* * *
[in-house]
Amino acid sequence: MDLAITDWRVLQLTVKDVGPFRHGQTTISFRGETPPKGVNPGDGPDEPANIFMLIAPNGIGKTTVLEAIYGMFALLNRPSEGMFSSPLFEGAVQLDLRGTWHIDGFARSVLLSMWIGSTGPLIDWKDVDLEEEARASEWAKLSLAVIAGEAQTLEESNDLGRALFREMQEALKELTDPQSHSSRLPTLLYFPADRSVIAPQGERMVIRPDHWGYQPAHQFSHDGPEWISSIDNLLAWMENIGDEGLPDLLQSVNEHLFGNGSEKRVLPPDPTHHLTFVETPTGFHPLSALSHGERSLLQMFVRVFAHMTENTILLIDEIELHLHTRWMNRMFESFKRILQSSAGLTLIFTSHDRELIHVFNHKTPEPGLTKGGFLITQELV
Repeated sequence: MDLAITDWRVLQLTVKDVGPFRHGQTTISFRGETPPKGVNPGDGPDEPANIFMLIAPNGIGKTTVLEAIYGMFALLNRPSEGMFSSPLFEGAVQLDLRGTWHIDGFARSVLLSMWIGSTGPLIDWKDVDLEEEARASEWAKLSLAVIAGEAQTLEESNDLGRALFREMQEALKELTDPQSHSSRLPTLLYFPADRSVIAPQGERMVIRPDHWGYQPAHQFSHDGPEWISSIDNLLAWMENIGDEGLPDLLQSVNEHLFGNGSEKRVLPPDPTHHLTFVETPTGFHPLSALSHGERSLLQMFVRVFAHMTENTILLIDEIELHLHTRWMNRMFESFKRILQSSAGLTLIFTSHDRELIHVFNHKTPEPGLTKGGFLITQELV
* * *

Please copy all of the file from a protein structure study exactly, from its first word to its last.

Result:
[in-house]
Amino acid sequence: MDLAITDWRVLQLTVKDVGPFRHGQTTISFRGETPPKGVNPGDGPDEPANIFMLIAPNGIGKTTVLEAIYGMFALLNRPSEGMFSSPLFEGAVQLDLRGTWHIDGFARSVLLSMWIGSTGPLIDWKDVDLEEEARASEWAKLSLAVIAGEAQTLEESNDLGRALFREMQEALKELTDPQSHSSRLPTLLYFPADRSVIAPQGERMVIRPDHWGYQPAHQFSHDGPEWISSIDNLLAWMENIGDEGLPDLLQSVNEHLFGNGSEKRVLPPDPTHHLTFVETPTGFHPLSALSHGERSLLQMFVRVFAHMTENTILLIDEIELHLHTRWMNRMFESFKRILQSSAGLTLIFTSHDRELIHVFNHKTPEPGLTKGGFLITQELV
Repeated sequence: MDLAITDWRVLQLTVKDVGPFRHGQTTISFRGETPPKGVNPGDGPDEPANIFMLIAPNGIGKTTVLEAIYGMFALLNRPSEGMFSSPLFEGAVQLDLRGTWHIDGFARSVLLSMWIGSTGPLIDWKDVDLEEEARASEWAKLSLAVIAGEAQTLEESNDLGRALFREMQEALKELTDPQSHSSRLPTLLYFPADRSVIAPQGERMVIRPDHWGYQPAHQFSHDGPEWISSIDNLLAWMENIGDEGLPDLLQSVNEHLFGNGSEKRVLPPDPTHHLTFVETPTGFHPLSALSHGERSLLQMFVRVFAHMTENTILLIDEIELHLHTRWMNRMFESFKRILQSSAGLTLIFTSHDRELIHVFNHKTPEPGLTKGGFLITQELV